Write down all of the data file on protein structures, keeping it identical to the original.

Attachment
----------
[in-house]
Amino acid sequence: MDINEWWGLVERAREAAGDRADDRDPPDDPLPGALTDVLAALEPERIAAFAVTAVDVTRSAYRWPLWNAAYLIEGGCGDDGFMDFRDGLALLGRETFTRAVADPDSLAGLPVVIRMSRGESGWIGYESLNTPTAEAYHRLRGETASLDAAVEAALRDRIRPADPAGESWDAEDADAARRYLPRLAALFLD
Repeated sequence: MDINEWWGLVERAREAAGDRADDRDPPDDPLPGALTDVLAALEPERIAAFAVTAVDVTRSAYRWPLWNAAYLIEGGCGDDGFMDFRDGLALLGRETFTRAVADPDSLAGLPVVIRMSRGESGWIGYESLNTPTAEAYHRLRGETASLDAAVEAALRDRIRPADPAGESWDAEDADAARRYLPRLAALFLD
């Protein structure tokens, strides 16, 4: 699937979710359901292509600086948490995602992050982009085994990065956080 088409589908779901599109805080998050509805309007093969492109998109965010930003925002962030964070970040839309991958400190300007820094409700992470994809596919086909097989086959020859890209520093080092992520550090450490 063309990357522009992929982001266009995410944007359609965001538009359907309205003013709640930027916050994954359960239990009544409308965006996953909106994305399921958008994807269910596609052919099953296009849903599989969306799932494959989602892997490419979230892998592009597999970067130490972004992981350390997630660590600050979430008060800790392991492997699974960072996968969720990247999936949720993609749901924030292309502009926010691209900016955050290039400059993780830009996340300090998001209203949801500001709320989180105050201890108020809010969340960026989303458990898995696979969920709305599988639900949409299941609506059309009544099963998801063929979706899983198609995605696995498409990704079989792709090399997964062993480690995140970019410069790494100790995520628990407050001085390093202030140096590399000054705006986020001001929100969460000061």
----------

[in-house]
Amino acid sequence: MDINEWWGLVERAREAAGDRADDRDPPDDPLPGALTDVLAALEPERIAAFAVTAVDVTRSAYRWPLWNAAYLIEGGCGDDGFMDFRDGLALLGRETFTRAVADPDSLAGLPVVIRMSRGESGWIGYESLNTPTAEAYHRLRGETASLDAAVEAALRDRIRPADPAGESWDAEDADAARRYLPRLAALFLD
Repeated sequence: MDINEWWGLVERAREAAGDRADDRDPPDDPLPGALTDVLAALEPERIAAFAVTAVDVTRSAYRWPLWNAAYLIEGGCGDDGFMDFRDGLALLGRETFTRAVADPDSLAGLPVVIRMSRGESGWIGYESLNTPTAEAYHRLRGETASLDAAVEAALRDRIRPADPAGESWDAEDADAARRYLPRLAALFLD
């Protein structure tokens, strides 16, 4: 699937979710359901292509600086948490995602992050982009085994990065956080 088409589908779901599109805080998050509805309007093969492109998109965010930003925002962030964070970040839309991958400190300007820094409700992470994809596919086909097989086959020859890209520093080092992520550090450490 063309990357522009992929982001266009995410944007359609965001538009359907309205003013709640930027916050994954359960239990009544409308965006996953909106994305399921958008994807269910596609052919099953296009849903599989969306799932494959989602892997490419979230892998592009597999970067130490972004992981350390997630660590600050979430008060800790392991492997699974960072996968969720990247999936949720993609749901924030292309502009926010691209900016955050290039400059993780830009996340300090998001209203949801500001709320989180105050201890108020809010969340960026989303458990898995696979969920709305599988639900949409299941609506059309009544099963998801063929979706899983198609995605696995498409990704079989792709090399997964062993480690995140970019410069790494100790995520628990407050001085390093202030140096590399000054705006986020001001929100969460000061």